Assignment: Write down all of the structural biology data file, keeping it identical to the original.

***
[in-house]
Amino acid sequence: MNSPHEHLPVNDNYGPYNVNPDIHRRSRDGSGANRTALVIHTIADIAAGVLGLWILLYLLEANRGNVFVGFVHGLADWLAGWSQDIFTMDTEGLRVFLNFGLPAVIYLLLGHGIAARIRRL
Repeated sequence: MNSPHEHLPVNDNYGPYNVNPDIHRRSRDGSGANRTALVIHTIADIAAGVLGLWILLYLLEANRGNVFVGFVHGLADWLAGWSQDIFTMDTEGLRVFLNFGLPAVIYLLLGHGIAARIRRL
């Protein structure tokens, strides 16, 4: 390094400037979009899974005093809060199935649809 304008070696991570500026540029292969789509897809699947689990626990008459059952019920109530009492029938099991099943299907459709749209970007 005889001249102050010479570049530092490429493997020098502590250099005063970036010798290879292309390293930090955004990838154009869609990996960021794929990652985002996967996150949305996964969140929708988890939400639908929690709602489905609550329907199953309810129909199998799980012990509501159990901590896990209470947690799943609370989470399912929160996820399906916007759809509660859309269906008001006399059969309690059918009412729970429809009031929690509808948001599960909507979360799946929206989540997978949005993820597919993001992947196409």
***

[in-house]
Amino acid sequence: MNSPHEHLPVNDNYGPYNVNPDIHRRSRDGSGANRTALVIHTIADIAAGVLGLWILLYLLEANRGNVFVGFVHGLADWLAGWSQDIFTMDTEGLRVFLNFGLPAVIYLLLGHGIAARIRRL
Repeated sequence: MNSPHEHLPVNDNYGPYNVNPDIHRRSRDGSGANRTALVIHTIADIAAGVLGLWILLYLLEANRGNVFVGFVHGLADWLAGWSQDIFTMDTEGLRVFLNFGLPAVIYLLLGHGIAARIRRL
């Protein structure tokens, strides 16, 4: 390094400037979009899974005093809060199935649809 304008070696991570500026540029292969789509897809699947689990626990008459059952019920109530009492029938099991099943299907459709749209970007 005889001249102050010479570049530092490429493997020098502590250099005063970036010798290879292309390293930090955004990838154009869609990996960021794929990652985002996967996150949305996964969140929708988890939400639908929690709602489905609550329907199953309810129909199998799980012990509501159990901590896990209470947690799943609370989470399912929160996820399906916007759809509660859309269906008001006399059969309690059918009412729970429809009031929690509808948001599960909507979360799946929206989540997978949005993820597919993001992947196409």